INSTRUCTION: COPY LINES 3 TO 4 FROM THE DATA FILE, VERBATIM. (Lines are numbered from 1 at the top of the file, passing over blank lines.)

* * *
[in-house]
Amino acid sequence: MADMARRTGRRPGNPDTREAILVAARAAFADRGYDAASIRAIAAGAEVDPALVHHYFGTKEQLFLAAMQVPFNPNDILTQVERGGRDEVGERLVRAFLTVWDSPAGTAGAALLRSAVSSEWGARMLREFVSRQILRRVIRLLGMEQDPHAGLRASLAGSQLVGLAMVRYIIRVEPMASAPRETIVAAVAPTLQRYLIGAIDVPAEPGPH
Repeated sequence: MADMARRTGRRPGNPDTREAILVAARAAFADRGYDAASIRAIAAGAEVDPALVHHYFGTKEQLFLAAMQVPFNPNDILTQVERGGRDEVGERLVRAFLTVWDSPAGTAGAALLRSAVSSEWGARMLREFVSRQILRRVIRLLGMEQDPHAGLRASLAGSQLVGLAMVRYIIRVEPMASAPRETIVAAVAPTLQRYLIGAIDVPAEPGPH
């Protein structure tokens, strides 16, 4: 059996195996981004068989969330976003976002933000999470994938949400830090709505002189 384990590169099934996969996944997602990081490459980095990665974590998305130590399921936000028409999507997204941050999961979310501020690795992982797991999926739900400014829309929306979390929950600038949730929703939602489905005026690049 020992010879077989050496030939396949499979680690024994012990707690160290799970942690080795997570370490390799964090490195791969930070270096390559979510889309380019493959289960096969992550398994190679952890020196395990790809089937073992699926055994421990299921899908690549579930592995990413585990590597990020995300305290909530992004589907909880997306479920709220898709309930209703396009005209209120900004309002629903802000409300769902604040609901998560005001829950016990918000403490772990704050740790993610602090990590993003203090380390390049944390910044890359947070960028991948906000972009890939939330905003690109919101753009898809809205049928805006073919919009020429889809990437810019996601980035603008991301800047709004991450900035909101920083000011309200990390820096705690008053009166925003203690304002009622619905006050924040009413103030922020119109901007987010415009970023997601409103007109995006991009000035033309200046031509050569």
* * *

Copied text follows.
Repeated sequence: MADMARRTGRRPGNPDTREAILVAARAAFADRGYDAASIRAIAAGAEVDPALVHHYFGTKEQLFLAAMQVPFNPNDILTQVERGGRDEVGERLVRAFLTVWDSPAGTAGAALLRSAVSSEWGARMLREFVSRQILRRVIRLLGMEQDPHAGLRASLAGSQLVGLAMVRYIIRVEPMASAPRETIVAAVAPTLQRYLIGAIDVPAEPGPH
């Protein structure tokens, strides 16, 4: 059996195996981004068989969330976003976002933000999470994938949400830090709505002189 384990590169099934996969996944997602990081490459980095990665974590998305130590399921936000028409999507997204941050999961979310501020690795992982797991999926739900400014829309929306979390929950600038949730929703939602489905005026690049 020992010879077989050496030939396949499979680690024994012990707690160290799970942690080795997570370490390799964090490195791969930070270096390559979510889309380019493959289960096969992550398994190679952890020196395990790809089937073992699926055994421990299921899908690549579930592995990413585990590597990020995300305290909530992004589907909880997306479920709220898709309930209703396009005209209120900004309002629903802000409300769902604040609901998560005001829950016990918000403490772990704050740790993610602090990590993003203090380390390049944390910044890359947070960028991948906000972009890939939330905003690109919101753009898809809205049928805006073919919009020429889809990437810019996601980035603008991301800047709004991450900035909101920083000011309200990390820096705690008053009166925003203690304002009622619905006050924040009413103030922020119109901007987010415009970023997601409103007109995006991009000035033309200046031509050569």